Institute for Computational Design (ICD) –
Prof. Achim Menges
Institute of Building Structures and Structural Design (ITKE) –
Prof. Dr.-Ing. Jan Knippers

In November 2012 the Institute for Computational Design (ICD) and the Institute of Building Structures and Structural Design (ITKE) at the University of Stuttgart have completed a research pavilion that is entirely robotically fabricated from carbon and glass ­fibre composites. This interdisciplinary project, conducted by architectural and engineering researchers of both institutes together with students of the ­faculty and in collaboration with biologists of the University of Tübingen, investigates the possible ­interrelation between biomimetic design strategies and novel processes of robotic ­production. The research focused on the material and morphological principles of arthropods’ exoskeletons as a source of exploration for a new composite construction paradigm in architecture.


Following a “bottom-up” approach, a wide range of different subtypes of invertebrates were initially investigated in regards to the material anisotropy and functional morphology of arthropods. The observed biological principles were analysed and abstracted in order to be subsequently transferred into viable design principles for architectural applications. The exoskeleton of the lobster (Homarus americanus) was analysed in greater detail for its local material differentiation, which finally served as the biological role model of the project.


In collaboration with the biologists, the fibre orientation, fibre arrangement and associated layer thickness and stiffness gradients in the exoskeleton of the lobster were carefully investigated. The high efficiency and functional variation of the cuticle is due to a specific combination of exoskeletal form, fibre orientation and matrix. These principles were applied to the design of a robotically fabricated shell structure based on a fibre composite system in which the resin-saturated glass and carbon fibres were continuously laid by a robot, resulting in a compounded structure with custom fibre orientation.


The robotic fabrication of the research pavilion was performed on-site in a purpose-built, weatherproof manufacturing environment by a 6-axis robot coupled with an external seventh axis. Placed on a 2m high pedestal and reaching an overall working span and height of 4m, the robot placed the fibres on the temporary steel frame, which was actuated in a circular movement by the robotically controlled turntable. As part of the fabrication process the fibres were saturated with resin while running through a resin bath directly prior to the robotic placement. This specific setup made it possible to achieve a structure of approximately 8.0m in diameter and 3.5m height by continuously winding more than 60 kilometres of fibre rovings. The parametric definition of the winding motion paths in relation to the digital geometry model, the robotic motion planning including mathematical coupling with the external axis, as well as the generation of robot control code itself could be implemented in a custom-developed design and manufacturing integrated environment. After completion of the robotic filament winding process and the subsequent tempering of the fibre-resin composite, the temporary steel frame could be disassembled and removed. The remaining, extremely thin shell of just 4mm thickness for a total weight of 320Kg constitutes an automatically fabricated, but locally differentiated structure.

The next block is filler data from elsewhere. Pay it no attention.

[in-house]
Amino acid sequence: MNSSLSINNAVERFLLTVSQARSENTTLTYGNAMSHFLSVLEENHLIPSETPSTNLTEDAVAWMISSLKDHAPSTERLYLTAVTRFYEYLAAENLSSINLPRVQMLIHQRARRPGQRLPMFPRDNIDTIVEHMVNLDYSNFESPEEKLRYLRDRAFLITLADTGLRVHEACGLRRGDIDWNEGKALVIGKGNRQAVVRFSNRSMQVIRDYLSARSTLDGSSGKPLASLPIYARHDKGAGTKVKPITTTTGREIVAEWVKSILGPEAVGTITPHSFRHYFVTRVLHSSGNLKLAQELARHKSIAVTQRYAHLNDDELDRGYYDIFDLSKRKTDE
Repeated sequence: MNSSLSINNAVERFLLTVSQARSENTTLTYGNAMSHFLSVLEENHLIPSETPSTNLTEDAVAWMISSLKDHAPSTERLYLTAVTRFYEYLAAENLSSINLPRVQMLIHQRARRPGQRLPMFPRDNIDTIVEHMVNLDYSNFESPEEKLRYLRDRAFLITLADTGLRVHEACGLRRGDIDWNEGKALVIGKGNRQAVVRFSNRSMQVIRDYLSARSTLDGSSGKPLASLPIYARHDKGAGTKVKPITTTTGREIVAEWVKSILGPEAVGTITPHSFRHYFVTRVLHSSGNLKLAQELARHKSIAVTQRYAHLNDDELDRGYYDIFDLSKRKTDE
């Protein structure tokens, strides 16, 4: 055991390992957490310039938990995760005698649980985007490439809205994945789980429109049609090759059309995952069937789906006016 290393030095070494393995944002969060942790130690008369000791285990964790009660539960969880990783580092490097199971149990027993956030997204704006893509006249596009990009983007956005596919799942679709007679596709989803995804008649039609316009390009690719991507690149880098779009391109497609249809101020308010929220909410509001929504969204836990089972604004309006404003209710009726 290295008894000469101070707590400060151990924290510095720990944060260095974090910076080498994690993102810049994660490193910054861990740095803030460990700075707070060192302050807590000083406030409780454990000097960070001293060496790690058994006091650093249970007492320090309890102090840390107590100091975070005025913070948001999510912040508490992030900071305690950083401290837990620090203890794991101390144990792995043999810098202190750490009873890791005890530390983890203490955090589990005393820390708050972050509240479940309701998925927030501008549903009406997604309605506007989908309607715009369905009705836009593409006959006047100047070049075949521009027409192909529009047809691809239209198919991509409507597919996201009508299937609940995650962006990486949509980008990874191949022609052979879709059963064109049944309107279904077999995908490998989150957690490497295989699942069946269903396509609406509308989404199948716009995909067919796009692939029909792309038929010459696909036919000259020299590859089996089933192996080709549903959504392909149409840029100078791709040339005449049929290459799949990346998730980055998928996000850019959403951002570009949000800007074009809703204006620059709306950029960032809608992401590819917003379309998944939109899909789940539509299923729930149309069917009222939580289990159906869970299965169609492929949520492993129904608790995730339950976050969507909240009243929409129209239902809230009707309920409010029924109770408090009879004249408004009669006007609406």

Images © ICD/ITKE


Institute for Computational Design (ICD)
Prof. Achim Menges
Institute of Building Structures and Structural Design (ITKE) –
Prof. Dr.-Ing. Jan Knippers


Manuel Schloz,
Jakob Weigele


Sarah Haase, Markus Mittner,
Josephine Ross, Manuel Schloz,
Jonas Unger, Simone Vielhuber,
Franziska Weidemann, Jakob Weigele,
Natthida Wiwatwicha


Riccardo La Magna (structural design),
Steffen Reichert (detailing),
Tobias Schwinn (robotic fabrication),
Frédéric Waimer (structural design)